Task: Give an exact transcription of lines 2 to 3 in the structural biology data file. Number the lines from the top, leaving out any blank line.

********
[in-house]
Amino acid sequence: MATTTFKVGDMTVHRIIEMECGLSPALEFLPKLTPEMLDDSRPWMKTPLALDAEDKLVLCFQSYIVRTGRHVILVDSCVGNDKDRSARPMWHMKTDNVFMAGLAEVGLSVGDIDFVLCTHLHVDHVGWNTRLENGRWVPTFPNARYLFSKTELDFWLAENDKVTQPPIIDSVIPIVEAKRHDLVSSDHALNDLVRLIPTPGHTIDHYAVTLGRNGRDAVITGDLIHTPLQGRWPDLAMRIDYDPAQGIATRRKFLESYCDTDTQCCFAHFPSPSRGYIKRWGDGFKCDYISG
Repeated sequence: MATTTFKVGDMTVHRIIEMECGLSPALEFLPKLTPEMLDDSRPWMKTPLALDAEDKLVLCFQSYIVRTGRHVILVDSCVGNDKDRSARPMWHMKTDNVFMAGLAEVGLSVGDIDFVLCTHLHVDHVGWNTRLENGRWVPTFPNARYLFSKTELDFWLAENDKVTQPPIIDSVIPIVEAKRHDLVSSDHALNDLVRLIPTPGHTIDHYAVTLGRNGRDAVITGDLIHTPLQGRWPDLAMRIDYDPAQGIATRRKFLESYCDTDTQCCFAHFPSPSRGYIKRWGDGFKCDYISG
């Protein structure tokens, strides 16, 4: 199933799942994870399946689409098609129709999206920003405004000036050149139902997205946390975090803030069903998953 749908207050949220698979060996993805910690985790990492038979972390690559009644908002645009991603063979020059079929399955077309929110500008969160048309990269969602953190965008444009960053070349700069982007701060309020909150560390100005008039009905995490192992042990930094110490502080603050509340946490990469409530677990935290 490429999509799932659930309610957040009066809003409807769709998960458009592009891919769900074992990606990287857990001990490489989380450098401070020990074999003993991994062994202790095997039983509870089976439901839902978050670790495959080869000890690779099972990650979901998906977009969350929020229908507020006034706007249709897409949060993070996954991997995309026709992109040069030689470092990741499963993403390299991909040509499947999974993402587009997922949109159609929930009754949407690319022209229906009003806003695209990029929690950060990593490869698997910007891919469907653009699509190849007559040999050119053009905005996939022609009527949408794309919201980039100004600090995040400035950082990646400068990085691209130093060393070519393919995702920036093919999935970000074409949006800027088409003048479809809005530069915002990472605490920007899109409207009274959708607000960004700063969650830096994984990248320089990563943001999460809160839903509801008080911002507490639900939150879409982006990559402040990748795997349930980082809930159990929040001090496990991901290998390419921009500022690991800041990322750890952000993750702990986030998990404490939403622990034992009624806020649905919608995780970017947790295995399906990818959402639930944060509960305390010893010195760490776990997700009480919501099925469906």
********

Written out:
Amino acid sequence: MATTTFKVGDMTVHRIIEMECGLSPALEFLPKLTPEMLDDSRPWMKTPLALDAEDKLVLCFQSYIVRTGRHVILVDSCVGNDKDRSARPMWHMKTDNVFMAGLAEVGLSVGDIDFVLCTHLHVDHVGWNTRLENGRWVPTFPNARYLFSKTELDFWLAENDKVTQPPIIDSVIPIVEAKRHDLVSSDHALNDLVRLIPTPGHTIDHYAVTLGRNGRDAVITGDLIHTPLQGRWPDLAMRIDYDPAQGIATRRKFLESYCDTDTQCCFAHFPSPSRGYIKRWGDGFKCDYISG
Repeated sequence: MATTTFKVGDMTVHRIIEMECGLSPALEFLPKLTPEMLDDSRPWMKTPLALDAEDKLVLCFQSYIVRTGRHVILVDSCVGNDKDRSARPMWHMKTDNVFMAGLAEVGLSVGDIDFVLCTHLHVDHVGWNTRLENGRWVPTFPNARYLFSKTELDFWLAENDKVTQPPIIDSVIPIVEAKRHDLVSSDHALNDLVRLIPTPGHTIDHYAVTLGRNGRDAVITGDLIHTPLQGRWPDLAMRIDYDPAQGIATRRKFLESYCDTDTQCCFAHFPSPSRGYIKRWGDGFKCDYISG